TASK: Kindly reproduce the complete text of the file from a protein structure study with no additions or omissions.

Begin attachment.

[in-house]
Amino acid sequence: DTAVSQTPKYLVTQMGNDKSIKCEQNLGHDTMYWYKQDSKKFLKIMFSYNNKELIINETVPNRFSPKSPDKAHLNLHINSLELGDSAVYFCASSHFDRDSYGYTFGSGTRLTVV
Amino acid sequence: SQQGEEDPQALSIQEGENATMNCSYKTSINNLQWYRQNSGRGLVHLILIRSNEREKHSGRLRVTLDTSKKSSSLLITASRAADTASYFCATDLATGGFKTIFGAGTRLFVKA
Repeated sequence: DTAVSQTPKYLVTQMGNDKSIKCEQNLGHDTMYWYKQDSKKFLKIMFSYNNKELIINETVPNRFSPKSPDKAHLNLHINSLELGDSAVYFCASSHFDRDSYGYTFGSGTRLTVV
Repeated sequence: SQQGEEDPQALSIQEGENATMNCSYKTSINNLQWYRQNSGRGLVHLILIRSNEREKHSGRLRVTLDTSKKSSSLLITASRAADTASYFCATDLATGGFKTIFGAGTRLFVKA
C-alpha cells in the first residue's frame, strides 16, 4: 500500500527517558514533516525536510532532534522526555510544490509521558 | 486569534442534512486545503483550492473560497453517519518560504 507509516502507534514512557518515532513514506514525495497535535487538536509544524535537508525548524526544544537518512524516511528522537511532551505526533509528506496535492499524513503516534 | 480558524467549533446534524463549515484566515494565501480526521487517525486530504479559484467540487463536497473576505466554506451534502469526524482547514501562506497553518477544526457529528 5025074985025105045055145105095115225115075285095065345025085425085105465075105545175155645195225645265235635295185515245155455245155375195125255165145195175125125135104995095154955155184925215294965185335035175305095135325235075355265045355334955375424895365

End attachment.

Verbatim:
[in-house]
Amino acid sequence: DTAVSQTPKYLVTQMGNDKSIKCEQNLGHDTMYWYKQDSKKFLKIMFSYNNKELIINETVPNRFSPKSPDKAHLNLHINSLELGDSAVYFCASSHFDRDSYGYTFGSGTRLTVV
Amino acid sequence: SQQGEEDPQALSIQEGENATMNCSYKTSINNLQWYRQNSGRGLVHLILIRSNEREKHSGRLRVTLDTSKKSSSLLITASRAADTASYFCATDLATGGFKTIFGAGTRLFVKA
Repeated sequence: DTAVSQTPKYLVTQMGNDKSIKCEQNLGHDTMYWYKQDSKKFLKIMFSYNNKELIINETVPNRFSPKSPDKAHLNLHINSLELGDSAVYFCASSHFDRDSYGYTFGSGTRLTVV
Repeated sequence: SQQGEEDPQALSIQEGENATMNCSYKTSINNLQWYRQNSGRGLVHLILIRSNEREKHSGRLRVTLDTSKKSSSLLITASRAADTASYFCATDLATGGFKTIFGAGTRLFVKA
C-alpha cells in the first residue's frame, strides 16, 4: 500500500527517558514533516525536510532532534522526555510544490509521558 | 486569534442534512486545503483550492473560497453517519518560504 507509516502507534514512557518515532513514506514525495497535535487538536509544524535537508525548524526544544537518512524516511528522537511532551505526533509528506496535492499524513503516534 | 480558524467549533446534524463549515484566515494565501480526521487517525486530504479559484467540487463536497473576505466554506451534502469526524482547514501562506497553518477544526457529528 5025074985025105045055145105095115225115075285095065345025085425085105465075105545175155645195225645265235635295185515245155455245155375195125255165145195175125125135104995095154955155184925215294965185335035175305095135325235075355265045355334955375424895365